Real Estate Attorney with THE ZARETSKY LAW GROUP - Board Certified Real Estate Atty and AUTOMATED LAND TITLE COMPANY

This being my first blog entry, I figured I would talk about something simple.

In my law practice we see a lot of short sales.  Indeed, we offer a service to Realtors and Sellers to process their short sale material with the lenders (without the downward pressure and lowball influence from an investor handling the process).  I have worked statewide with lenders - visting their loss mitigation departments and sitting in on committee meetings.  Knowing the process is key knowledge to improving the percent of short sale lender approval.

Now that you have the approval, what other bug will kill the deal.  There are plenty still to come.  Today we will address a likely culprit - an IRS lien for unpaid taxes.

The IRS lien can only be avoided if the lien was filed after the mortgage was recorded or if the mortgage money (all of it) was used to purchase the property (a "purchase money mortgage"). And the avoidance only takes place in a foreclosure.

If you are doing a short sale, you are looking straight in the eye of the IRS. The solution is that you are doing a short sale because of no equity and the homeowner is selling without getting any cash.  There are procedures to get a release of the lien of the IRS from the house (not a satisfaction of the lien - just a release).  The procedure is to contact the local IRS regional office and be prepared to offer up the same information as to the banks - and if you already have a bank short sale authorization that will be a plus.

The problem is that the IRS can take a month or longer to process the request.  Hint - WALK the request into the regional office, wait an hour or so and then walk out with the lien waiver.  Easier said than done.  Fortunately for my practice, we have the regional office across the street and a lawyer in my office is a tax attorney and works with the people over there regularly. It's a pain (and I hate paying the extra freight) but getting the lien release is another step in the short sale process.

Any of you have any experiences you want to post?

Copyright 2007 Richard P. Zaretsky, Esq.


Be sure to contact your own attorney for your state laws, and always consult your own attorney on any legal decision you need to make.  This article is for information purposes and is not specific advice to any one reader.

Richard Zaretsky, Esq., RICHARD P. ZARETSKY P.A. ATTORNEYS AT LAW, 1655 PALM BEACH LAKES BLVD, SUITE 900, WEST PALM BEACH, FLORIDA 33401, PHONE 561 689 6660 email: - FLORIDA BAR BOARD CERTIFIED IN REAL ESTATE LAW - We assist Brokers and Sellers with Short Sales and Modifications and Consult with Brokers and Sellers Nationwide!  New Website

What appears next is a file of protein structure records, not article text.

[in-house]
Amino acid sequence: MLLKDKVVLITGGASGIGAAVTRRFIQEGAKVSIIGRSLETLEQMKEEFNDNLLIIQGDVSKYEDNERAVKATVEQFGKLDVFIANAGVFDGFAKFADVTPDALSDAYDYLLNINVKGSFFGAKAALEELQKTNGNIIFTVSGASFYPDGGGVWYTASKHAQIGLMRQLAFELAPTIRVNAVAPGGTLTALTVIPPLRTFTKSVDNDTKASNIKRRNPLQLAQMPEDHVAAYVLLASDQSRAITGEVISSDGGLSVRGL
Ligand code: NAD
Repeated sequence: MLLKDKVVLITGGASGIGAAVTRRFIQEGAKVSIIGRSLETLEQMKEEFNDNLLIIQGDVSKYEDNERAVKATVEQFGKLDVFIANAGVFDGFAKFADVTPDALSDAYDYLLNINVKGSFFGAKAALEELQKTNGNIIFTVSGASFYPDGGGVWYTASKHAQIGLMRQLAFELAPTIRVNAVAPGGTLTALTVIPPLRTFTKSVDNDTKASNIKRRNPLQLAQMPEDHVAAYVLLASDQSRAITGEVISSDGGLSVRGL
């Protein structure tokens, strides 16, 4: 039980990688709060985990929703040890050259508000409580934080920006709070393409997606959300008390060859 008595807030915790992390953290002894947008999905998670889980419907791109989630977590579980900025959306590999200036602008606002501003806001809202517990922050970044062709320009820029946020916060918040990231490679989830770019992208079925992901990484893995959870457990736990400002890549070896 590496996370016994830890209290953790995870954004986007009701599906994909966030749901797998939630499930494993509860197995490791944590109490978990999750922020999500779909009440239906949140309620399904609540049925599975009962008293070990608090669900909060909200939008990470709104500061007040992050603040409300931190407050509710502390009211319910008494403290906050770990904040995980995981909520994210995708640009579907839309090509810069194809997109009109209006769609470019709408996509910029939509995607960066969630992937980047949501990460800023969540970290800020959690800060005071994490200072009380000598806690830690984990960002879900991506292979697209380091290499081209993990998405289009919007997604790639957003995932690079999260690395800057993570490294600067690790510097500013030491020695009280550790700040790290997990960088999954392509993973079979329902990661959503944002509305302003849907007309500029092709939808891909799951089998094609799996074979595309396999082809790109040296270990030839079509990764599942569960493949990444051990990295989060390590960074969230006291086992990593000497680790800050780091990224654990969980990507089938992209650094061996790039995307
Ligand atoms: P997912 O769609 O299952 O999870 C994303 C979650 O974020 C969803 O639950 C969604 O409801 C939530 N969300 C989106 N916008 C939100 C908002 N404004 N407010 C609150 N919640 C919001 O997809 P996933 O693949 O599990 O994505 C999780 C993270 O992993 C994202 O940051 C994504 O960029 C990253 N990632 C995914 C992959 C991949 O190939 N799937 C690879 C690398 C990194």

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  1. Pat Yoest 12/05/2010 07:00 AM
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Doris Barnett-214-236-2908 cell/txt
Consultant - Plano, TX
Real Estate Consultant: Ask for your Better Biz
I have had this question come up with no good answer, thanks for filling in the blanks even though I live and work mostly in TX right now. I am licensed in FL as well.
Oct 28, 2007 11:36 PM #1
Matthew J Blum - (retired from the business)
Palm Beach Gardens, FL
Richard, Great post.  Will the IRS ever re-subordinate the lien if the client is making monthly payments?
Oct 28, 2007 11:40 PM #2
Richard Zaretsky
THE ZARETSKY LAW GROUP - Board Certified Real Estate Atty and AUTOMATED LAND TITLE COMPANY - West Palm Beach, FL
Florida Real Estate Attorney

Two comments already -

My comments regarding the IRS have nationwide application and was not meant to be Florida specific.

As to re-subordination - If the mortgage falls into one of the two categories (purchase money mortgage or filed prior to the IRS lien), then as long as the mortgage is not modified as to essential terms (interest rate or more money advanced (but not to protect the collateral)), the IRS will still be subordinate.  So a reinstatement on a foreclosure will not create any new rights for the IRS.

Remember also that under newer case law, IRS lien against one spouse DOES affect the other spouse's ownership in the house that is jointly owned.


Oct 29, 2007 12:32 AM #3
Irene Morales Ward
REMAX Distinctive Real Estate, Inc. - Stafford, VA
Realtor - e-Pro - Northern Virginia Real Estate
Richard - you must be a very, very busy man these days!  I think many of us are learning these things as we go and your post was incredibly helpful.  There are so many variables in a short sale and I've tried to avoid them as a Buyer's Agent.  I understand the importance to the seller and feel this is an excellent option over foreclosure.  I just haven't seen that the benefits outweight the risks in my area.
Oct 29, 2007 12:34 AM #4
Gene Dexter
Asset Realty - Seattle, WA
Seattle Realtor

Thanks so much. I will look for your blogs in the future.

With a few more posts I wouldn't be surprised if you became a fantastic referral source via lenders throughout the AR community. Short Selling is a hot topic for 2008 in my market.

Take care.

Oct 29, 2007 12:40 AM #5
Charlie Ragonesi - Big Canoe, GA
Homes - Big Canoe, Jasper, North Georgia Pros
Thanks for the blog. Really good info. If this is your first I look forward to your second
Oct 29, 2007 12:50 AM #6
Leo Namiot
Canopy Mortgage - Jacksonville, FL
Outstanding Service & Great Rates

Hello Richard,

   Welcome to active rain, it's a great online community, Enjoy!


Leo Namiot

Benchmark Mortgage

Connecticut & Florida

Oct 29, 2007 01:45 AM #7
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Richard Zaretsky

Florida Real Estate Attorney
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